LONDON (AP) -- The British government warned Syria's Olympic leader on Wednesday that he could be banned from attending the London Games because of his close ties with President Bashar Assad.
Syrian national Olympic committee head Gen. Mowaffak Joumaa is not on a European Union travel-ban list that features Assad and has said he plans to attend the July 27-Aug. 12 games.
"I think that might be a situation that is developing as we speak," British sports minister Hugh Robertson said. "We will have to see when his application comes through ... we would have to talk to the IOC but yes, of course, we can (block Joumaa's entry)."
Joumaa is an aide of Assad, whose regime has launched a violent crackdown on Syria's opposition over the last 13 months.
"Anyone who applies for a visa for the games who comes from a country where there might be questions raised goes in front of a committee where those cases are individually looked at," Robertson said exactly 100 days before the Olympics opening ceremony. "Any that are contentious (cases) come to ministers to sign off, and we have the power to refuse anybody a visa.
"It will be the foreign secretary who decides and he will ask us if there are any overriding sports reasons why we should take a different view."
Although some critics have objected to the possibility that Syrian officials could attend the games, Joumaa said he had been invited this month and insisted: "I am going to the Olympic Games."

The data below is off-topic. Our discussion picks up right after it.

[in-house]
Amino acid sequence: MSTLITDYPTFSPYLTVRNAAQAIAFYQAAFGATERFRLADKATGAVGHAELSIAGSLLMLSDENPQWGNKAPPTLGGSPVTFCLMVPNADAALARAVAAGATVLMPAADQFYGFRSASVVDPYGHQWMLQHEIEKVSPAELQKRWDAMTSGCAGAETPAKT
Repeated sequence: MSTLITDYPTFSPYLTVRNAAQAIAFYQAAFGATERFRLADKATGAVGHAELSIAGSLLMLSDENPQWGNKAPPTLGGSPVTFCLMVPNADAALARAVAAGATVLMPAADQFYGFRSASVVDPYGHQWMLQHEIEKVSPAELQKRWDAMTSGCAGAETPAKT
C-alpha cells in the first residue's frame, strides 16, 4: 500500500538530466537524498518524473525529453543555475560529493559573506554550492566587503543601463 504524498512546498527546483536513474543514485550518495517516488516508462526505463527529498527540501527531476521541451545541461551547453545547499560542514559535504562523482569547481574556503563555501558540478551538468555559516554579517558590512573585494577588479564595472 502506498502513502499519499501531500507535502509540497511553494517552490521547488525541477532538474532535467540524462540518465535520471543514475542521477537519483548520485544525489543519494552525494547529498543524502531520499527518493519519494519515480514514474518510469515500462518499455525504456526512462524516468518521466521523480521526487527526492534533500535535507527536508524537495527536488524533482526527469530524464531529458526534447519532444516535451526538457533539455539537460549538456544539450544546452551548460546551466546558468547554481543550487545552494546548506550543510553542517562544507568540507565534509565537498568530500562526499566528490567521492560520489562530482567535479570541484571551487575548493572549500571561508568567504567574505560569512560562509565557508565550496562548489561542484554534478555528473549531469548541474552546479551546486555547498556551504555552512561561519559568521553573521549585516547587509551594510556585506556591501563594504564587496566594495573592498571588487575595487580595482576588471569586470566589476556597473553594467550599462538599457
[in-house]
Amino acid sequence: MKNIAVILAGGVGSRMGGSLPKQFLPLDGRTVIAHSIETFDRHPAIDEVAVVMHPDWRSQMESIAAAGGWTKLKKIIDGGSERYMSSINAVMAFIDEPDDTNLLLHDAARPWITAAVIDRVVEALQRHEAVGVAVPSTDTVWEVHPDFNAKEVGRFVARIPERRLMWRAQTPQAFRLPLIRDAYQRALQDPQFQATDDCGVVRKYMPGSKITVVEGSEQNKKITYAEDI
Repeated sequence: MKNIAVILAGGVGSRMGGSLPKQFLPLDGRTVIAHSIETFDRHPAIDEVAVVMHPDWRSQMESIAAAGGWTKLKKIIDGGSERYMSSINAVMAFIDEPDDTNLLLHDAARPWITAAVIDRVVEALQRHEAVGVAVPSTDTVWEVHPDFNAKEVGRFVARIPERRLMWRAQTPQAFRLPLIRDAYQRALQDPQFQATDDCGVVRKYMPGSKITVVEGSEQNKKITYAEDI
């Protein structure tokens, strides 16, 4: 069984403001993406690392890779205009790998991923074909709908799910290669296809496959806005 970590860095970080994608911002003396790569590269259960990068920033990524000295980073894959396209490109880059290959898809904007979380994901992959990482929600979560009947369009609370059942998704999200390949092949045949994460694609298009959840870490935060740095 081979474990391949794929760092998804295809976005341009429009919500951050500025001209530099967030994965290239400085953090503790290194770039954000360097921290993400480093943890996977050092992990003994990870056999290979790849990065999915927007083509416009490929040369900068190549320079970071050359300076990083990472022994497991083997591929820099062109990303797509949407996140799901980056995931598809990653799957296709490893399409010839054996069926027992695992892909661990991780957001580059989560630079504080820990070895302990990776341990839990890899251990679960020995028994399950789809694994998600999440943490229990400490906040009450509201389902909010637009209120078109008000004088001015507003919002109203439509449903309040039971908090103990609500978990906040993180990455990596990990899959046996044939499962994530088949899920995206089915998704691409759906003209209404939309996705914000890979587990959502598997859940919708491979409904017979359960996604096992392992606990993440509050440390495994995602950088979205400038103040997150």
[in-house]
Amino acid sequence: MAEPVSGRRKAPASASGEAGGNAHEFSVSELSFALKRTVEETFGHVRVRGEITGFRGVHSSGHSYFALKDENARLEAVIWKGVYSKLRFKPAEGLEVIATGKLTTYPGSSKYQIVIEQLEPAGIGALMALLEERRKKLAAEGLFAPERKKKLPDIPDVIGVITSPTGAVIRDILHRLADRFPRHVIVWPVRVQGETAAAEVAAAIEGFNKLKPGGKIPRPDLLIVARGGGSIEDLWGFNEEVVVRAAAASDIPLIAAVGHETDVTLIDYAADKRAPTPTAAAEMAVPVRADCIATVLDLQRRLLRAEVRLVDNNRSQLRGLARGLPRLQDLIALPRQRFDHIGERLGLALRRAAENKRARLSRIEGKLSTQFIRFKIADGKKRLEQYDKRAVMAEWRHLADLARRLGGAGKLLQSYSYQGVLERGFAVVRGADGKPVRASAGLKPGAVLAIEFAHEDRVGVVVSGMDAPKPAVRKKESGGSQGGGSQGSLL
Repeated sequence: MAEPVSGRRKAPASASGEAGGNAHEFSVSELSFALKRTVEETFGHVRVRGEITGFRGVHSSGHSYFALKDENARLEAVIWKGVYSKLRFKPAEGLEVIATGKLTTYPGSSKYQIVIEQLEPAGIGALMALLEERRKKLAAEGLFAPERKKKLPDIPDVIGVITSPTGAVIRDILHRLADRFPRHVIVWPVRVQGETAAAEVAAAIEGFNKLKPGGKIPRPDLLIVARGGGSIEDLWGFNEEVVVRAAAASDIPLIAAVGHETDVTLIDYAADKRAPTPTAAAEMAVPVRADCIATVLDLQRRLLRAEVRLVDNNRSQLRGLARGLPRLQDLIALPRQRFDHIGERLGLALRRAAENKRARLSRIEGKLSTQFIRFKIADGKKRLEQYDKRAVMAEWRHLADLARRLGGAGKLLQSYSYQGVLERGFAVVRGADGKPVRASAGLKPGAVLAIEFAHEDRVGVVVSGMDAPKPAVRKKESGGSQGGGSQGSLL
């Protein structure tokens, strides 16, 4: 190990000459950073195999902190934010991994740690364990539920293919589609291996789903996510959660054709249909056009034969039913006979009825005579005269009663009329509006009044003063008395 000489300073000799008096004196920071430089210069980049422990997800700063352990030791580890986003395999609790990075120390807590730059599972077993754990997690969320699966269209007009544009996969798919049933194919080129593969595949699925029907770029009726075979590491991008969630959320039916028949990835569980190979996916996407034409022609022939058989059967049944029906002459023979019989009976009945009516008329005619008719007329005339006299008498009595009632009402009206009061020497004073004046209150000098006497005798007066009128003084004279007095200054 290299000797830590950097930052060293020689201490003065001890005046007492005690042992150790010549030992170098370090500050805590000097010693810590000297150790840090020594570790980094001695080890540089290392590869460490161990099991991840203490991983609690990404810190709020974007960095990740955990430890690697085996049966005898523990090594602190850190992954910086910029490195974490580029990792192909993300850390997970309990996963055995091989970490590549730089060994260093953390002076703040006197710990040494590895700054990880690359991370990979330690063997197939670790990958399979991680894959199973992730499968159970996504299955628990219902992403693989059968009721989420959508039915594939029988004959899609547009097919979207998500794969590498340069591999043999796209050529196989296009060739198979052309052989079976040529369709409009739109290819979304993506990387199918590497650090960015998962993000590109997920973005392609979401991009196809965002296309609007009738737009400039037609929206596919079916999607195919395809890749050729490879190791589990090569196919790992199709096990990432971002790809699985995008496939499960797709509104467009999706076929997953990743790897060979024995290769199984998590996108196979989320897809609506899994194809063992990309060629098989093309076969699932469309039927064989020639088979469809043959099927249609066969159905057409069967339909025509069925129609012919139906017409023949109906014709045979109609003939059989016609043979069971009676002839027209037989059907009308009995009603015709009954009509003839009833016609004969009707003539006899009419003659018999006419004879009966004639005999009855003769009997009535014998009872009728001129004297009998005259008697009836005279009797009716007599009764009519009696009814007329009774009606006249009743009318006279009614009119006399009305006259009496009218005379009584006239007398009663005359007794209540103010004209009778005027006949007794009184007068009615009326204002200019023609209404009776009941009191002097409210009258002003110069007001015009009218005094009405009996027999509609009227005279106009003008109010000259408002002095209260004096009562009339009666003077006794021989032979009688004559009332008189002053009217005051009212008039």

Despite the Assad regime pledging to respect a week-old cease-fire to end 13 months of bloodshed, Syrian forces assaulted an opposition stronghold with a steady rain of mortar shells on Wednesday as the regime ignored a deadline to get tanks and troops off the streets.
As London marked 100 days before the opening ceremony, Robertson addressed the International Olympic Committee's ongoing talks with Saudi Arabia about sending women to compete.
Saudi Arabia, Qatar and Brunei are the only countries that have never included women on their Olympic teams.
"There have been slightly conflicting signals coming out of Riyadh," Robertson said. "There was a less promising statement a couple of weeks ago. The IOC are working on the issue and are going to try to find a way so that some Saudi women are able to compete.
"You are always balancing the conservative elements in Saudi Arabia against those who want to reach out. Of course, I would very much like to see Saudi women competing in London."